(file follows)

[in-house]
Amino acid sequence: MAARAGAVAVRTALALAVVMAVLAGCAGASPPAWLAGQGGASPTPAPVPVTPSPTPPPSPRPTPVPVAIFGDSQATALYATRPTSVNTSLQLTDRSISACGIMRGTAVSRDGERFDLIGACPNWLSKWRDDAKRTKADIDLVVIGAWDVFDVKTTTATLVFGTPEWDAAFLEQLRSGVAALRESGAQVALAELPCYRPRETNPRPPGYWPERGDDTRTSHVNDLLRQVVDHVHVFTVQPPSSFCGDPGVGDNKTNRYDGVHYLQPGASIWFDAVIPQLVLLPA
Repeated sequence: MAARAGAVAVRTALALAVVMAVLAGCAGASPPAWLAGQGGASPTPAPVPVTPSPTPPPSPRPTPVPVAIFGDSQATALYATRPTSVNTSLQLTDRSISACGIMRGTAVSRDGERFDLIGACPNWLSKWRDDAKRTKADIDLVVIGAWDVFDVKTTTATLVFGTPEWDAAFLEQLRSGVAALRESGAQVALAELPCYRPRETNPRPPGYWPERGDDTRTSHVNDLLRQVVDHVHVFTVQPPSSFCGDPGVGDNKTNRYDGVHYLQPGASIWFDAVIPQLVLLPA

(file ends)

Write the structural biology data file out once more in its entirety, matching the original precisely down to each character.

[in-house]
Amino acid sequence: MAARAGAVAVRTALALAVVMAVLAGCAGASPPAWLAGQGGASPTPAPVPVTPSPTPPPSPRPTPVPVAIFGDSQATALYATRPTSVNTSLQLTDRSISACGIMRGTAVSRDGERFDLIGACPNWLSKWRDDAKRTKADIDLVVIGAWDVFDVKTTTATLVFGTPEWDAAFLEQLRSGVAALRESGAQVALAELPCYRPRETNPRPPGYWPERGDDTRTSHVNDLLRQVVDHVHVFTVQPPSSFCGDPGVGDNKTNRYDGVHYLQPGASIWFDAVIPQLVLLPA
Repeated sequence: MAARAGAVAVRTALALAVVMAVLAGCAGASPPAWLAGQGGASPTPAPVPVTPSPTPPPSPRPTPVPVAIFGDSQATALYATRPTSVNTSLQLTDRSISACGIMRGTAVSRDGERFDLIGACPNWLSKWRDDAKRTKADIDLVVIGAWDVFDVKTTTATLVFGTPEWDAAFLEQLRSGVAALRESGAQVALAELPCYRPRETNPRPPGYWPERGDDTRTSHVNDLLRQVVDHVHVFTVQPPSSFCGDPGVGDNKTNRYDGVHYLQPGASIWFDAVIPQLVLLPA